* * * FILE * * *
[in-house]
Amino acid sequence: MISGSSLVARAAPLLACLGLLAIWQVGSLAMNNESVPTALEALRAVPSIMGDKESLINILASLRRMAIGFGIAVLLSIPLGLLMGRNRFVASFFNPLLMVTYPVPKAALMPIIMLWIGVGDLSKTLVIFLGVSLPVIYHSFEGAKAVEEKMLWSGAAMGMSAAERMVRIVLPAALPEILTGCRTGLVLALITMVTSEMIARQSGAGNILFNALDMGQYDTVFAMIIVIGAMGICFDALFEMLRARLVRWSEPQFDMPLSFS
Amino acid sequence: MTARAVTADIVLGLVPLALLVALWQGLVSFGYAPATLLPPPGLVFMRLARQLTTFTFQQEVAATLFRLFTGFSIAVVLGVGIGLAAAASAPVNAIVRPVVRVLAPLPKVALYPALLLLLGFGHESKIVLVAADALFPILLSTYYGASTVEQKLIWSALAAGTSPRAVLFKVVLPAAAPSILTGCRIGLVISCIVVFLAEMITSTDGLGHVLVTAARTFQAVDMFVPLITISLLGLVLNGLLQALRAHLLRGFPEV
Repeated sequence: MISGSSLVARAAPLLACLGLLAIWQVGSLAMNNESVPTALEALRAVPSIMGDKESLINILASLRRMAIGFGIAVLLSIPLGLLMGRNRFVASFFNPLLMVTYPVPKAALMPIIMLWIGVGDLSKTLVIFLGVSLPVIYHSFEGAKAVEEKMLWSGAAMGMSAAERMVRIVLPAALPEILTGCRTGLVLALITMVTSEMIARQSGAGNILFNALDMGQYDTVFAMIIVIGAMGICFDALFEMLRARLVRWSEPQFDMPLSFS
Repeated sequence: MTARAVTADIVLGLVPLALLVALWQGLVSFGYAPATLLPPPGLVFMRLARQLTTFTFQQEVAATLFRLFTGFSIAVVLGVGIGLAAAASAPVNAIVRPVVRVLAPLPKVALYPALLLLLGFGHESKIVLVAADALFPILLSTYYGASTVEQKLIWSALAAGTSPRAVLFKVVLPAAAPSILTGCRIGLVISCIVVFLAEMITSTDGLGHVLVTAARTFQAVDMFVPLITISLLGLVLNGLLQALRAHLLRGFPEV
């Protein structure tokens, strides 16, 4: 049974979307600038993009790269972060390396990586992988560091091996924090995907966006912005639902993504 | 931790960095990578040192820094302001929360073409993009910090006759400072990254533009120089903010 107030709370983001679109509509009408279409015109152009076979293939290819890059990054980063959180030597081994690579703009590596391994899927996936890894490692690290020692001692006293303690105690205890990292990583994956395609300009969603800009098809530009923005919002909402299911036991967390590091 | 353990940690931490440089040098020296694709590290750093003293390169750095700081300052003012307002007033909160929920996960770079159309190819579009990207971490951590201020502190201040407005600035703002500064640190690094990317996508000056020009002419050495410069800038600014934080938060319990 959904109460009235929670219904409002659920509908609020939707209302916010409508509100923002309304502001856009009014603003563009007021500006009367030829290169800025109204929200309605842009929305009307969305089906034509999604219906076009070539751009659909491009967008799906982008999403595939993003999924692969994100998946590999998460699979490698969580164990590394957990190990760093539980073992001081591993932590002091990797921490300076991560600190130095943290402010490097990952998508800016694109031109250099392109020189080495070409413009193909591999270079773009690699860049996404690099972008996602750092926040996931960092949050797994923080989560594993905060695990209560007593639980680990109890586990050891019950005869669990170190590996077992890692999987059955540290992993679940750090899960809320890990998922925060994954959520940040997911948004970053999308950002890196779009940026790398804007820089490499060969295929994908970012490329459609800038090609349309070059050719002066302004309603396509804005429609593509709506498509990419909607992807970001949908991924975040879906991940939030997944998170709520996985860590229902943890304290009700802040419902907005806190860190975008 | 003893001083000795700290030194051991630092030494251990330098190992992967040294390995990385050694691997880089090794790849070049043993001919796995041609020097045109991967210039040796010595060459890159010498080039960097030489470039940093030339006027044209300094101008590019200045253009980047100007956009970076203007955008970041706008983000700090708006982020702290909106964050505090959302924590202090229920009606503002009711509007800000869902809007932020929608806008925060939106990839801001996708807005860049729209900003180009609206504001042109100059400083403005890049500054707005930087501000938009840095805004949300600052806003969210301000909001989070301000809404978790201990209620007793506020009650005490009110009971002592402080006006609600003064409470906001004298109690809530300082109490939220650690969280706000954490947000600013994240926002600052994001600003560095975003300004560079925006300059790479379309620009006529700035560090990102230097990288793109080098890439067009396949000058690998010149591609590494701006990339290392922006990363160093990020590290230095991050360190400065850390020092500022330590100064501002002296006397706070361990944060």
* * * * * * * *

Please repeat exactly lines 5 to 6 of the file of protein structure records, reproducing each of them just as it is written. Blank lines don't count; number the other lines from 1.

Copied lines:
Repeated sequence: MTARAVTADIVLGLVPLALLVALWQGLVSFGYAPATLLPPPGLVFMRLARQLTTFTFQQEVAATLFRLFTGFSIAVVLGVGIGLAAAASAPVNAIVRPVVRVLAPLPKVALYPALLLLLGFGHESKIVLVAADALFPILLSTYYGASTVEQKLIWSALAAGTSPRAVLFKVVLPAAAPSILTGCRIGLVISCIVVFLAEMITSTDGLGHVLVTAARTFQAVDMFVPLITISLLGLVLNGLLQALRAHLLRGFPEV
């Protein structure tokens, strides 16, 4: 049974979307600038993009790269972060390396990586992988560091091996924090995907966006912005639902993504 | 931790960095990578040192820094302001929360073409993009910090006759400072990254533009120089903010 107030709370983001679109509509009408279409015109152009076979293939290819890059990054980063959180030597081994690579703009590596391994899927996936890894490692690290020692001692006293303690105690205890990292990583994956395609300009969603800009098809530009923005919002909402299911036991967390590091 | 353990940690931490440089040098020296694709590290750093003293390169750095700081300052003012307002007033909160929920996960770079159309190819579009990207971490951590201020502190201040407005600035703002500064640190690094990317996508000056020009002419050495410069800038600014934080938060319990 959904109460009235929670219904409002659920509908609020939707209302916010409508509100923002309304502001856009009014603003563009007021500006009367030829290169800025109204929200309605842009929305009307969305089906034509999604219906076009070539751009659909491009967008799906982008999403595939993003999924692969994100998946590999998460699979490698969580164990590394957990190990760093539980073992001081591993932590002091990797921490300076991560600190130095943290402010490097990952998508800016694109031109250099392109020189080495070409413009193909591999270079773009690699860049996404690099972008996602750092926040996931960092949050797994923080989560594993905060695990209560007593639980680990109890586990050891019950005869669990170190590996077992890692999987059955540290992993679940750090899960809320890990998922925060994954959520940040997911948004970053999308950002890196779009940026790398804007820089490499060969295929994908970012490329459609800038090609349309070059050719002066302004309603396509804005429609593509709506498509990419909607992807970001949908991924975040879906991940939030997944998170709520996985860590229902943890304290009700802040419902907005806190860190975008 | 003893001083000795700290030194051991630092030494251990330098190992992967040294390995990385050694691997880089090794790849070049043993001919796995041609020097045109991967210039040796010595060459890159010498080039960097030489470039940093030339006027044209300094101008590019200045253009980047100007956009970076203007955008970041706008983000700090708006982020702290909106964050505090959302924590202090229920009606503002009711509007800000869902809007932020929608806008925060939106990839801001996708807005860049729209900003180009609206504001042109100059400083403005890049500054707005930087501000938009840095805004949300600052806003969210301000909001989070301000809404978790201990209620007793506020009650005490009110009971002592402080006006609600003064409470906001004298109690809530300082109490939220650690969280706000954490947000600013994240926002600052994001600003560095975003300004560079925006300059790479379309620009006529700035560090990102230097990288793109080098890439067009396949000058690998010149591609590494701006990339290392922006990363160093990020590290230095991050360190400065850390020092500022330590100064501002002296006397706070361990944060």